Sweden's defence minister sees ongoing support necessary for Ukraine
BRATISLAVA (Reuters) - Sweden and other European countries must be prepared for ongoing support and weapons deliveries to Ukraine as it faces a long-running conflict with Russia, Sweden's Defence Minister Peter Hultqvist said on Friday.
Sweden is seeking NATO membership as the conflict in Ukraine changes Scandinavia's security landscape, and on Thursday it announced it was providing Ukraine with more economic aid and military equipment, including anti-ship missiles, rifles and anti-tank weapons.
The military aid was the third package Sweden has provided to Ukraine since Russia invaded in February, although Hultqvist declined to comment on further aid being planned.
"I see this conflict as a long-running conflict," he told reporters on the sidelines of the GLOBSEC 2022 Bratislava Forum, a foreign policy gathering.
"We must be sustainable in deliveries, so we can come back with more later on. Different countries must be complementary to each other."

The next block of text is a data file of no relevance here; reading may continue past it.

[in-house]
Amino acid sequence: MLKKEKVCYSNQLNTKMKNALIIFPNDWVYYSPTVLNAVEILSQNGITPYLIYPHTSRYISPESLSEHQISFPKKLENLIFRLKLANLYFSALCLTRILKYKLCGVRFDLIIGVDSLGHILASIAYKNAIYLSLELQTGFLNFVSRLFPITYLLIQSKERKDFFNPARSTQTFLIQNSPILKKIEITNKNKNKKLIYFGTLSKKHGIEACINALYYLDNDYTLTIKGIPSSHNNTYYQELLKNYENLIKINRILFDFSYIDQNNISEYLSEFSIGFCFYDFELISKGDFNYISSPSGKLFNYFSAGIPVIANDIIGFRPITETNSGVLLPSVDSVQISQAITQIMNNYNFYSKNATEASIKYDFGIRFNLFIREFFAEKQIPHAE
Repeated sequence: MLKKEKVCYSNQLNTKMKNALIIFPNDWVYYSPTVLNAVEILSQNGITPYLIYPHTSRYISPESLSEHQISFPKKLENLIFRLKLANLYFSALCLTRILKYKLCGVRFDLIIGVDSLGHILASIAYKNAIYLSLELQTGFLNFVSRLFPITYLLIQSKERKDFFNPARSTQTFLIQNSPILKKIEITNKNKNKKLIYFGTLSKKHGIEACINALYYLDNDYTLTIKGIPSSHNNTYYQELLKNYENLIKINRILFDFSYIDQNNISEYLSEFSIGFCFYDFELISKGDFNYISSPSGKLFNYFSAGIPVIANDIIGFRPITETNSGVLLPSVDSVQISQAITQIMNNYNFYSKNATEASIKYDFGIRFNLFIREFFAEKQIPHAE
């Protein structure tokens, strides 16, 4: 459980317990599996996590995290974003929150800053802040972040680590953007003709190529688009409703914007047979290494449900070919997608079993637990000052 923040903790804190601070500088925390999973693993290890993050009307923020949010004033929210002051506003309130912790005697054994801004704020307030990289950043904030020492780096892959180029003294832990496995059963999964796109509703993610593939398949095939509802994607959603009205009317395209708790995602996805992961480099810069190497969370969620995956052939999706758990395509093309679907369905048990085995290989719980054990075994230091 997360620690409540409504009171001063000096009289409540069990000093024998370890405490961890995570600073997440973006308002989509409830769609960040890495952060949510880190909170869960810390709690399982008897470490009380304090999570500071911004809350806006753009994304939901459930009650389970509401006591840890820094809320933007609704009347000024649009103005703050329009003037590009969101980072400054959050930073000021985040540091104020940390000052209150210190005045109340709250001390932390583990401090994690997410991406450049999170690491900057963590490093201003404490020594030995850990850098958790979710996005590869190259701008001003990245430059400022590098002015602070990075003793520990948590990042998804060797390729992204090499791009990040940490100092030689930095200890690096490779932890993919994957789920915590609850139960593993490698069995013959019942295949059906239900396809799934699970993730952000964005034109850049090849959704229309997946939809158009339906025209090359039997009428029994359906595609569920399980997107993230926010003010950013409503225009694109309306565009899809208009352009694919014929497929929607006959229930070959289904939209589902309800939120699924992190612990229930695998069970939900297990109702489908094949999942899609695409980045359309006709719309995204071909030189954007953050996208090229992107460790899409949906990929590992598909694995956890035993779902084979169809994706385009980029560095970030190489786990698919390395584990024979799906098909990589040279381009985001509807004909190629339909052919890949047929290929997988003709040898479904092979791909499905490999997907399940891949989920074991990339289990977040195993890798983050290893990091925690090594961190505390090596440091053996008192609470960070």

Hultqvist said the conflict would change the environment for a long time, and that "we will have some sort of Iron Curtain, or if you would like to call it a new Cold War between a democratic Europe and Russia".
Amid that, Sweden and Finland last month applied to join NATO, but they have faced resistance from Turkey, which accuses them of being safe havens for Kurdish militants and wants them to scrap arms export bans.
Hultqvist declined to comment on any change in dialogue with Turkey, but he reiterated he hoped the membership process would go as fast as possible.
He said NATO integration would go smoothly once Sweden got the nod to join.
"I think we have a very good platform because we have interoperability with so many NATO countries and we have exercised a lot with so many NATO countries," he said.
"Integration is not a big problem."
(Reporting by Jason Hovet; Editing by Alison Williams)